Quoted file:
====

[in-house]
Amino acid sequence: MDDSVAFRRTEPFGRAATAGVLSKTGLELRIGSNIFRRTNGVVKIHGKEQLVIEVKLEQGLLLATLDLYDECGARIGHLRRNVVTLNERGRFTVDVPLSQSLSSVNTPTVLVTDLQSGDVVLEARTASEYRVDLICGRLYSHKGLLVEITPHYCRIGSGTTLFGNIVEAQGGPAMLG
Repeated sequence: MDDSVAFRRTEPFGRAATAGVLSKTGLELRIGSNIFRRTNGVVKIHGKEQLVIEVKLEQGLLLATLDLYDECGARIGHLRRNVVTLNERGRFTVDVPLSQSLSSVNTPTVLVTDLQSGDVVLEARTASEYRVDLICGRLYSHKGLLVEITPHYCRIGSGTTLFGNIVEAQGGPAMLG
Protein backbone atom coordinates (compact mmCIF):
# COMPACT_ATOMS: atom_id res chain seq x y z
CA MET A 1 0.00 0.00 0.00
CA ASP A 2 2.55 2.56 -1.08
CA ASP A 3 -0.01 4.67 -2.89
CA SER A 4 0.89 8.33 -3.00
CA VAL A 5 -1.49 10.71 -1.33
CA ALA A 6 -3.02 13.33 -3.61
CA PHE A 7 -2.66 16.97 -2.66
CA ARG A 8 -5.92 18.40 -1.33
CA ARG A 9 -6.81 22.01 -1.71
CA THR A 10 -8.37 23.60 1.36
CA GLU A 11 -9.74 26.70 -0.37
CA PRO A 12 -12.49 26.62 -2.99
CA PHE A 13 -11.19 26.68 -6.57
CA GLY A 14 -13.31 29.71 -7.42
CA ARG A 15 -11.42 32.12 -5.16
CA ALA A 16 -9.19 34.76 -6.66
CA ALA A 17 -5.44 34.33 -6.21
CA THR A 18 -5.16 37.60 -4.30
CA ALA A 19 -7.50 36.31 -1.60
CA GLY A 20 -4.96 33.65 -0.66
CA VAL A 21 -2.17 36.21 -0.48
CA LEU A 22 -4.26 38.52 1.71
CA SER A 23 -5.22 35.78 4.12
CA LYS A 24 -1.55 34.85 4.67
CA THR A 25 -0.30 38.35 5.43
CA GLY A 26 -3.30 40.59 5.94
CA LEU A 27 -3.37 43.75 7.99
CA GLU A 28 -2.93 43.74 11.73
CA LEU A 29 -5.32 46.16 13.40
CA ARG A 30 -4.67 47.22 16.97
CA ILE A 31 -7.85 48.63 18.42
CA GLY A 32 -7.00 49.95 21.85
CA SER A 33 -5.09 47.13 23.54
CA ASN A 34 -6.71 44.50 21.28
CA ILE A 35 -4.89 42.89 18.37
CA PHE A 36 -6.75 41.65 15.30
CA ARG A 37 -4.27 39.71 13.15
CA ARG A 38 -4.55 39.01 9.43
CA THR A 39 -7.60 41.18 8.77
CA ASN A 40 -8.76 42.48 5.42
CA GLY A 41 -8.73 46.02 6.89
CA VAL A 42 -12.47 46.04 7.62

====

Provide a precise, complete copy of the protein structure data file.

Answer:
[in-house]
Amino acid sequence: MDDSVAFRRTEPFGRAATAGVLSKTGLELRIGSNIFRRTNGVVKIHGKEQLVIEVKLEQGLLLATLDLYDECGARIGHLRRNVVTLNERGRFTVDVPLSQSLSSVNTPTVLVTDLQSGDVVLEARTASEYRVDLICGRLYSHKGLLVEITPHYCRIGSGTTLFGNIVEAQGGPAMLG
Repeated sequence: MDDSVAFRRTEPFGRAATAGVLSKTGLELRIGSNIFRRTNGVVKIHGKEQLVIEVKLEQGLLLATLDLYDECGARIGHLRRNVVTLNERGRFTVDVPLSQSLSSVNTPTVLVTDLQSGDVVLEARTASEYRVDLICGRLYSHKGLLVEITPHYCRIGSGTTLFGNIVEAQGGPAMLG
Protein backbone atom coordinates (compact mmCIF):
# COMPACT_ATOMS: atom_id res chain seq x y z
CA MET A 1 0.00 0.00 0.00
CA ASP A 2 2.55 2.56 -1.08
CA ASP A 3 -0.01 4.67 -2.89
CA SER A 4 0.89 8.33 -3.00
CA VAL A 5 -1.49 10.71 -1.33
CA ALA A 6 -3.02 13.33 -3.61
CA PHE A 7 -2.66 16.97 -2.66
CA ARG A 8 -5.92 18.40 -1.33
CA ARG A 9 -6.81 22.01 -1.71
CA THR A 10 -8.37 23.60 1.36
CA GLU A 11 -9.74 26.70 -0.37
CA PRO A 12 -12.49 26.62 -2.99
CA PHE A 13 -11.19 26.68 -6.57
CA GLY A 14 -13.31 29.71 -7.42
CA ARG A 15 -11.42 32.12 -5.16
CA ALA A 16 -9.19 34.76 -6.66
CA ALA A 17 -5.44 34.33 -6.21
CA THR A 18 -5.16 37.60 -4.30
CA ALA A 19 -7.50 36.31 -1.60
CA GLY A 20 -4.96 33.65 -0.66
CA VAL A 21 -2.17 36.21 -0.48
CA LEU A 22 -4.26 38.52 1.71
CA SER A 23 -5.22 35.78 4.12
CA LYS A 24 -1.55 34.85 4.67
CA THR A 25 -0.30 38.35 5.43
CA GLY A 26 -3.30 40.59 5.94
CA LEU A 27 -3.37 43.75 7.99
CA GLU A 28 -2.93 43.74 11.73
CA LEU A 29 -5.32 46.16 13.40
CA ARG A 30 -4.67 47.22 16.97
CA ILE A 31 -7.85 48.63 18.42
CA GLY A 32 -7.00 49.95 21.85
CA SER A 33 -5.09 47.13 23.54
CA ASN A 34 -6.71 44.50 21.28
CA ILE A 35 -4.89 42.89 18.37
CA PHE A 36 -6.75 41.65 15.30
CA ARG A 37 -4.27 39.71 13.15
CA ARG A 38 -4.55 39.01 9.43
CA THR A 39 -7.60 41.18 8.77
CA ASN A 40 -8.76 42.48 5.42
CA GLY A 41 -8.73 46.02 6.89
CA VAL A 42 -12.47 46.04 7.62